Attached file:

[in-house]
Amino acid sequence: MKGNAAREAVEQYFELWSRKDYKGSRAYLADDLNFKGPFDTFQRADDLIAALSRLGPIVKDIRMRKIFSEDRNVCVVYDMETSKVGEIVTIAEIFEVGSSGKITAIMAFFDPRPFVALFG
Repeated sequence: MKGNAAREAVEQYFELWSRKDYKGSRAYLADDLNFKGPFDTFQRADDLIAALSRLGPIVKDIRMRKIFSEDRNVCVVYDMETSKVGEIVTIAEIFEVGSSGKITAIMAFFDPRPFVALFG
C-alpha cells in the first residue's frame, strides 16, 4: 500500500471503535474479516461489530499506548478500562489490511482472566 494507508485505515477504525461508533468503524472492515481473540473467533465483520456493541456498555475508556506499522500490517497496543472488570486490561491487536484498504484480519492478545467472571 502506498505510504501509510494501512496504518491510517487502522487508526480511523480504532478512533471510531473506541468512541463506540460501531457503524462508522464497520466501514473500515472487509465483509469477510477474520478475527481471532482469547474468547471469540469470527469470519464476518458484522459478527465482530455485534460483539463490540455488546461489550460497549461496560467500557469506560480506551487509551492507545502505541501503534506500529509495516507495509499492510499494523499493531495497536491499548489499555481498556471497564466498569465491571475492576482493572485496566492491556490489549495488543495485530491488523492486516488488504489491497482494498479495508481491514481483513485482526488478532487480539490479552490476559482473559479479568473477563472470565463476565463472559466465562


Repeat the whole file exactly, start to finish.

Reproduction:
[in-house]
Amino acid sequence: MKGNAAREAVEQYFELWSRKDYKGSRAYLADDLNFKGPFDTFQRADDLIAALSRLGPIVKDIRMRKIFSEDRNVCVVYDMETSKVGEIVTIAEIFEVGSSGKITAIMAFFDPRPFVALFG
Repeated sequence: MKGNAAREAVEQYFELWSRKDYKGSRAYLADDLNFKGPFDTFQRADDLIAALSRLGPIVKDIRMRKIFSEDRNVCVVYDMETSKVGEIVTIAEIFEVGSSGKITAIMAFFDPRPFVALFG
C-alpha cells in the first residue's frame, strides 16, 4: 500500500471503535474479516461489530499506548478500562489490511482472566 494507508485505515477504525461508533468503524472492515481473540473467533465483520456493541456498555475508556506499522500490517497496543472488570486490561491487536484498504484480519492478545467472571 502506498505510504501509510494501512496504518491510517487502522487508526480511523480504532478512533471510531473506541468512541463506540460501531457503524462508522464497520466501514473500515472487509465483509469477510477474520478475527481471532482469547474468547471469540469470527469470519464476518458484522459478527465482530455485534460483539463490540455488546461489550460497549461496560467500557469506560480506551487509551492507545502505541501503534506500529509495516507495509499492510499494523499493531495497536491499548489499555481498556471497564466498569465491571475492576482493572485496566492491556490489549495488543495485530491488523492486516488488504489491497482494498479495508481491514481483513485482526488478532487480539490479552490476559482473559479479568473477563472470565463476565463472559466465562